AGW Deniers argue that this consensus does not matter because it’s manufactured. Rather than being a consensus based on scientific merit, it’s based on political whim, conspiracy, misinformation, and desire to get lucrative grants.
So, first of all, let’s admit that it’s all true. And so what? This argument misses one major fact: that all scientific consensus outside of the SUPERB theories falls more or less into this description. 
Kuhn, in his book The Structure of Scientific Revolutions, made the argument that science is a human endeavor. The myth of the cold and detached scientist that observes without emotion is just that: a myth. Scientific revolution has always depended at least in part on politics, misinformation, and lucrative grants. True though this maybe, it’s not a conspiracy – at least no more so than any human endeavor. 
So I believe we can discount any conspiracy theory here. We may not be used to just how messy science really is, but this is reality nonetheless.
That being said, does this mean AGW is the correct theory? Of course not. But we probably should put at least some weight on the fact that the vast majority of scientists that have looked at the global warming models are concerned and often profoundly so. Of course the majority may yet turn out to be wrong, and we shouldn’t forget that either.
The “Mars is Warming Up Too” Argument
I used to place this one in the AGW-Denier-arguments-with-merit category. Turns out I was wrong.
The argument goes that Mars has been shown to be warming too. There are no humans living on Mars. Ergo, global warming is natural (perhaps caused by solar flares) rather than human-made.
The argument is based on the rather shaky assumption that we actually do know that Mars is warming up.
One of the inconsistencies the AGW Deniers hold to is that we can’t trust the warming data on earth, yet apparently we can in the case of Mars. The data on earth is based on an amazing number of measurements. The ones on Mars are based on a very few really bad measurements that have way more margin for error than the earth bound ones.
You see the problem with this argument, right? So there is no need to give it any further consideration.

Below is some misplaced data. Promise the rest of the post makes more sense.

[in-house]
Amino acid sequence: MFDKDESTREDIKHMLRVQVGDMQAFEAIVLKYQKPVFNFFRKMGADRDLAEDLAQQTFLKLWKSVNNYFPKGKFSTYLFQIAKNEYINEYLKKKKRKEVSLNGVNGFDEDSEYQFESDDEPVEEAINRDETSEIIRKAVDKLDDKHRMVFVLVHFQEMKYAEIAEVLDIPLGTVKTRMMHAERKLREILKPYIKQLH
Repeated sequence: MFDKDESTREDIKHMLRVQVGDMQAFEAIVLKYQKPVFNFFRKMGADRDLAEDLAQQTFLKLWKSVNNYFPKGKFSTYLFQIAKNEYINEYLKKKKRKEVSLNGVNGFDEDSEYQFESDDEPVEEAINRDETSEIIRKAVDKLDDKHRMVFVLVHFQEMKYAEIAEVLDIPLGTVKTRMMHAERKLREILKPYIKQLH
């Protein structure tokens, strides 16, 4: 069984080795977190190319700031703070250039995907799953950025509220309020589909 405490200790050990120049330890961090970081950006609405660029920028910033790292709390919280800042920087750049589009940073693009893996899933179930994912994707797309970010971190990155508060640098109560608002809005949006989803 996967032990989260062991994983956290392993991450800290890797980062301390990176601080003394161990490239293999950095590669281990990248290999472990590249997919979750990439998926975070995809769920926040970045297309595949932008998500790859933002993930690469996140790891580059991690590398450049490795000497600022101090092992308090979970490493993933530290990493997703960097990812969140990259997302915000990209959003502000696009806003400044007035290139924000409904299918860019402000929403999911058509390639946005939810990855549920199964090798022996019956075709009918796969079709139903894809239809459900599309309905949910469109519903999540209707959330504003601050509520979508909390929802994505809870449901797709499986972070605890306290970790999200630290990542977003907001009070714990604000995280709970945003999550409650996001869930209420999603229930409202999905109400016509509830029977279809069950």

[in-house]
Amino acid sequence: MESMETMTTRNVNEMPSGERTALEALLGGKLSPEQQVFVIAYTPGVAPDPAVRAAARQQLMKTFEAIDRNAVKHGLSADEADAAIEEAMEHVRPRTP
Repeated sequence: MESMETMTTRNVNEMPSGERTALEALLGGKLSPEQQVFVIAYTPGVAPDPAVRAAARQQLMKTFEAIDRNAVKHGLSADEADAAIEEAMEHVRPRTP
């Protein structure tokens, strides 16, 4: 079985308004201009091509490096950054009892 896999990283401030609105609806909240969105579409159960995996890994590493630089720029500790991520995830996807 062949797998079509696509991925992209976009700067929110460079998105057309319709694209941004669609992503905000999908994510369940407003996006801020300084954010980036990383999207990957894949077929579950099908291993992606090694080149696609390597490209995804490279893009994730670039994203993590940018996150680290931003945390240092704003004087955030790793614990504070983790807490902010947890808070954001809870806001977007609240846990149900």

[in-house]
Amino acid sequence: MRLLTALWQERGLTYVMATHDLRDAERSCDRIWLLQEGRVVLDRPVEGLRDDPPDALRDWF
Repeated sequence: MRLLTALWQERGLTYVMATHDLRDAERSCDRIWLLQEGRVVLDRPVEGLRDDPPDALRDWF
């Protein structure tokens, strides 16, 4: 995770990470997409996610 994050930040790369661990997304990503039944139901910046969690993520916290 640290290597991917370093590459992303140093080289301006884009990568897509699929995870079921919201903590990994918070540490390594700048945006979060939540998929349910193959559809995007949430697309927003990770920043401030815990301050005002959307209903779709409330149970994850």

The “Earth is Actually Cooling” Argument
Speaking of inconsistent arguments, I often hear AGW Deniers in one breath claim that Global Warming is real but natural and not man-made (usually arguing that it’s caused by solar flares) and then in the next breath claim that the earth is actually cooling.
Sorry, but you can’t have it both ways.
This is a case where the AGW Denier is using inconsistent arguments from different sources. There are a handful of scientists that believe the earth isn’t warming. There are a few more scientists that believe the earth is warming, but that it’s not being caused by human actions. (As previously stated, the overwhelming majority believe it’s warming and it’s being caused by human action.)
Just to make things even more confusing, there is a general scientific consensus that for the last 10 or 15 years or so the earth’s temperature has dropped. (Of course this claim has its deniers too. Bear in mind that ‘scientific consensus’ is never total.)
AGW Deniers have a bad tendency to latch onto any counter argument they can without realizing that the only argument worth latching onto is a full counter explanation. The three points of view above don’t tend to be compatible with each other. If you are denying that global warming is happening at all, you probably have major issues with the measuring methods being used, so you aren’t going to put any stock in the data that shows the earth has been cooling in the last 10 years.
If you believe there is global warming but it’s not human-made, you probably agree with the AGW Believers that the last 10 years is still part of a general upward trend.